Law firms can save substantial time and money though updating and automating processes around tasks like document management, practice management, and legal research. This analysis piece will discuss how these organizations can determine whether various businesses processes should be modernized, and what kinds of solutions are available to make this happen.
Determining whether processes should be modernized
Before deciding to update processes, law firms should understand the workflows currently in place. They are encouraged to map out processes in areas like document management, practice management, case management, note-taking, and research. They can take advantage of visualization tools like Microsoft Visio and SmartDraw to create flowcharts and other diagrams for this purpose.
Mapping out processes enables workers to see how data enters into a practice, who it is routed to, and what is done with it. This helps these individuals detect areas of overlap and inefficiency. For instance, requiring a case document to receive multiple authorizations may appear unnecessary. This exercise can also reveal ways in which paper is still being used, and potentially slowing down processes.
It may be clear that automation through software and/or other technology is a worthwhile endeavor for specific processes. In other instances, it may be necessary to weigh the pros and cons of this type of change. For those who decide automation is not the best choice, they may find there are other ways to improve upon processes—such as removing unnecessary steps or rearranging current steps.
Deciding what software solutions make sense
Law practices may know they need to automate, but lack information on the software solutions that can help them achieve this goal. They can conduct their own research and/or seek advice from their business technology providers. Below are ideas of categories for them to explore.
Document management software
Document management software involves converting paper into electronic documents as well as routing, editing, classifying, and storing these documents effectively. It can also integrate other features such as the ability to create and fill in forms. Document management software can help organizations save money, access documents more quickly, and increase employee and customer satisfaction.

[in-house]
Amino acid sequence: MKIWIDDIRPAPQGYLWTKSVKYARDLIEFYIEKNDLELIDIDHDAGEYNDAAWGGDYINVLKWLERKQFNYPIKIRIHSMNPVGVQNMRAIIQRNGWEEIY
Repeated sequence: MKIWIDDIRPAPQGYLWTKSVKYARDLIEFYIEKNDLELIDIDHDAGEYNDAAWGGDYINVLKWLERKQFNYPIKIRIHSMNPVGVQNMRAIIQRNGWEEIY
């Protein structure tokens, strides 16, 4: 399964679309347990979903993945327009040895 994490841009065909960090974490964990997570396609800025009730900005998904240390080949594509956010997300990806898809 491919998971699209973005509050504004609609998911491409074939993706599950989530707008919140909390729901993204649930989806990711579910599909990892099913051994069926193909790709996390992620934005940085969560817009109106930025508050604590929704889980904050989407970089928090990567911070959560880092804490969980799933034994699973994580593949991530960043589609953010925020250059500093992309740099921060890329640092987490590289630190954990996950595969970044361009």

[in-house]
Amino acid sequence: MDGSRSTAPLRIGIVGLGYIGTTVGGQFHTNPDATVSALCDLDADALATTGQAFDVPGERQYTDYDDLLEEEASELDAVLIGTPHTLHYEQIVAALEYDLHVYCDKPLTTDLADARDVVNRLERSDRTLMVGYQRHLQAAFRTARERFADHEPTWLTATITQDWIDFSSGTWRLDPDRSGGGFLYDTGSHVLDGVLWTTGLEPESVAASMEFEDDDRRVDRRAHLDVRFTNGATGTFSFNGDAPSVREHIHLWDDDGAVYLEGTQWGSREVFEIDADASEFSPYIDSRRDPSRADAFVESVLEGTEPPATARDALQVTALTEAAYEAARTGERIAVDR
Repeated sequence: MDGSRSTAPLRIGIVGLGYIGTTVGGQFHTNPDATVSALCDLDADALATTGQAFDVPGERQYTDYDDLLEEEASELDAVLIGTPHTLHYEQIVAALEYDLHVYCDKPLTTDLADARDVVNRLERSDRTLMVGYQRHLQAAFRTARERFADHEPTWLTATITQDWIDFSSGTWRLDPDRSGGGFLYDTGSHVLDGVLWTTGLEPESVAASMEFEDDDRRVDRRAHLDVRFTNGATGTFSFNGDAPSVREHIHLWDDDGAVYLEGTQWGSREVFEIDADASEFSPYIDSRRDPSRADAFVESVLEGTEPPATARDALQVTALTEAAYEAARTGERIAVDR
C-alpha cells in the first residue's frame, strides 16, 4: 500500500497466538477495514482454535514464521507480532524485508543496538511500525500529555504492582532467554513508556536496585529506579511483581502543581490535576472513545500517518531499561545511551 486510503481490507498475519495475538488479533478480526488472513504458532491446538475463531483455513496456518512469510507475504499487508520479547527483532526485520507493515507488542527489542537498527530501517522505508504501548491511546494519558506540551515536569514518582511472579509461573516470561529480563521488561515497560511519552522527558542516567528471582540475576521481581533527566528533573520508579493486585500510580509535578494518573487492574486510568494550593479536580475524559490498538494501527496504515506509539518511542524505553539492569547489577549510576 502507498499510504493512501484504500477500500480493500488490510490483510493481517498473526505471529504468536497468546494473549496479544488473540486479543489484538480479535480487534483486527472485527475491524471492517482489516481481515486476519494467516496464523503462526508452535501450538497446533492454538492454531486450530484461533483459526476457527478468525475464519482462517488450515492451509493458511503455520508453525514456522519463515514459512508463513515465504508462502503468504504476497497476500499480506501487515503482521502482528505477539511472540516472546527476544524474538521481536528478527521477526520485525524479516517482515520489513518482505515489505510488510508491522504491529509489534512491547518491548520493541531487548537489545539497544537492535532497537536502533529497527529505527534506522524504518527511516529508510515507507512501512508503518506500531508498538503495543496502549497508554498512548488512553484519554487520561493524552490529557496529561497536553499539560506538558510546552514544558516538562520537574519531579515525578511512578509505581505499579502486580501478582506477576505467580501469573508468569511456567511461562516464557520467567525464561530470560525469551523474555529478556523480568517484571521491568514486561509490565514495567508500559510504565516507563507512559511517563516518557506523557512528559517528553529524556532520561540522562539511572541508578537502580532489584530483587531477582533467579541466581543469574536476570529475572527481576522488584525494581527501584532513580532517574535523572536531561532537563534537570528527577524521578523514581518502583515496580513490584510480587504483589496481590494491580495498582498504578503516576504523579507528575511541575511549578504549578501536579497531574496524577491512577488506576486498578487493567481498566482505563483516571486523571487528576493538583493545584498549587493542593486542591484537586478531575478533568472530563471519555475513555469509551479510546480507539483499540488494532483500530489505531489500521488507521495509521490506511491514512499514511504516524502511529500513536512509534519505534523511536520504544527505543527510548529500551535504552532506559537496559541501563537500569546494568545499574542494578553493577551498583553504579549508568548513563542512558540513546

Practice management software
Another potentially beneficial area of software is practice management, which describes the management of a law practice. Practice management software typically includes capabilities for time capture, due-date monitoring, billing, and accounting functions like accounts payable. Sometimes, it includes expense tracking and reimbursement.
Transcription/voice recognition software
Many organizations still take notes by hand, and then enter these into a computer. Or, they enter what is being said directly into a computer. These tend to be costly approaches, however, that often require dedicated staff to perform transcription and data entry. Recent advances in speech-to-text/transcription technology have improved the accuracy of this software, providing an affordable alternative to traditional transcription methods.
Law practices were among the first workplaces to take advantage of digital research, first with CD and DVD services and then online. Today, research services are available for specialized law practices; more general services from vendors like LexisNexis and Thomson Reuters (which owns Westlaw and other services) are also in the market. While many practices currently incorporate electronic methods of research into their workflows, new features, functionality, and/or processes may be worth considering.
Law firms that are adding or replacing automated systems are encouraged to consider the cloud. Online applications are available for almost every area of practice; in some cases, they are the newest and most capable versions of the application.
Considering other technology updates
Not all practice improvements lie in the area of software and workflow changes. Sometimes the bottlenecks are hardware-related. For example, an organization with several multifunction printers may find that these devices aren’t scanning fast enough. By adding several stand-alone scanners (which are often priced below $1,000), they can potentially turn around jobs more quickly.
Another possible bottleneck is the organization’s Internet connection and network. Law firms may want to consider upping their Internet connection speed; some providers are now offering connect speeds of up to 1 gigabit per second. As part of this upgrade, it may make sense to update routers and access points for Wi-Fi connectivity.
- Before deciding to automate or change processes, law firms should understand the current workflows that are in place.
- Carefully reviewing current workflows can help determine where redundancy and inefficiencies exist.
- Organizations that have determined business process improvement is worthwhile are encouraged to strengthen software, hardware, and/or network capabilities.